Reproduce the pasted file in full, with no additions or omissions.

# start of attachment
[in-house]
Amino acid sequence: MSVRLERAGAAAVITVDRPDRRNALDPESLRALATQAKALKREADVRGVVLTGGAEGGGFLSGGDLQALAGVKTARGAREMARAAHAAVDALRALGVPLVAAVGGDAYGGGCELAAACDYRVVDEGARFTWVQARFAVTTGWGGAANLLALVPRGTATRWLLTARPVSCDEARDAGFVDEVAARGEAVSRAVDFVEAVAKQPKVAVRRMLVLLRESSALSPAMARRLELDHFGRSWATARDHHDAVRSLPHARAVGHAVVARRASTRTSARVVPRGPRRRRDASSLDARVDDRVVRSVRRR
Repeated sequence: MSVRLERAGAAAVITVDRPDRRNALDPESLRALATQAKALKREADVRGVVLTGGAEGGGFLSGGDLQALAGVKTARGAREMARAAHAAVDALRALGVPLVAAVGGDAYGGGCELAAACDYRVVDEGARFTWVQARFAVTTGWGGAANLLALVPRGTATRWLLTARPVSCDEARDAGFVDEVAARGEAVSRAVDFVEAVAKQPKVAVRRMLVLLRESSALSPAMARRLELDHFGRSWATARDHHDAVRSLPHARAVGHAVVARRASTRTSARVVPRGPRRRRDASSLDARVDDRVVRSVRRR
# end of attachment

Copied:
[in-house]
Amino acid sequence: MSVRLERAGAAAVITVDRPDRRNALDPESLRALATQAKALKREADVRGVVLTGGAEGGGFLSGGDLQALAGVKTARGAREMARAAHAAVDALRALGVPLVAAVGGDAYGGGCELAAACDYRVVDEGARFTWVQARFAVTTGWGGAANLLALVPRGTATRWLLTARPVSCDEARDAGFVDEVAARGEAVSRAVDFVEAVAKQPKVAVRRMLVLLRESSALSPAMARRLELDHFGRSWATARDHHDAVRSLPHARAVGHAVVARRASTRTSARVVPRGPRRRRDASSLDARVDDRVVRSVRRR
Repeated sequence: MSVRLERAGAAAVITVDRPDRRNALDPESLRALATQAKALKREADVRGVVLTGGAEGGGFLSGGDLQALAGVKTARGAREMARAAHAAVDALRALGVPLVAAVGGDAYGGGCELAAACDYRVVDEGARFTWVQARFAVTTGWGGAANLLALVPRGTATRWLLTARPVSCDEARDAGFVDEVAARGEAVSRAVDFVEAVAKQPKVAVRRMLVLLRESSALSPAMARRLELDHFGRSWATARDHHDAVRSLPHARAVGHAVVARRASTRTSARVVPRGPRRRRDASSLDARVDDRVVRSVRRR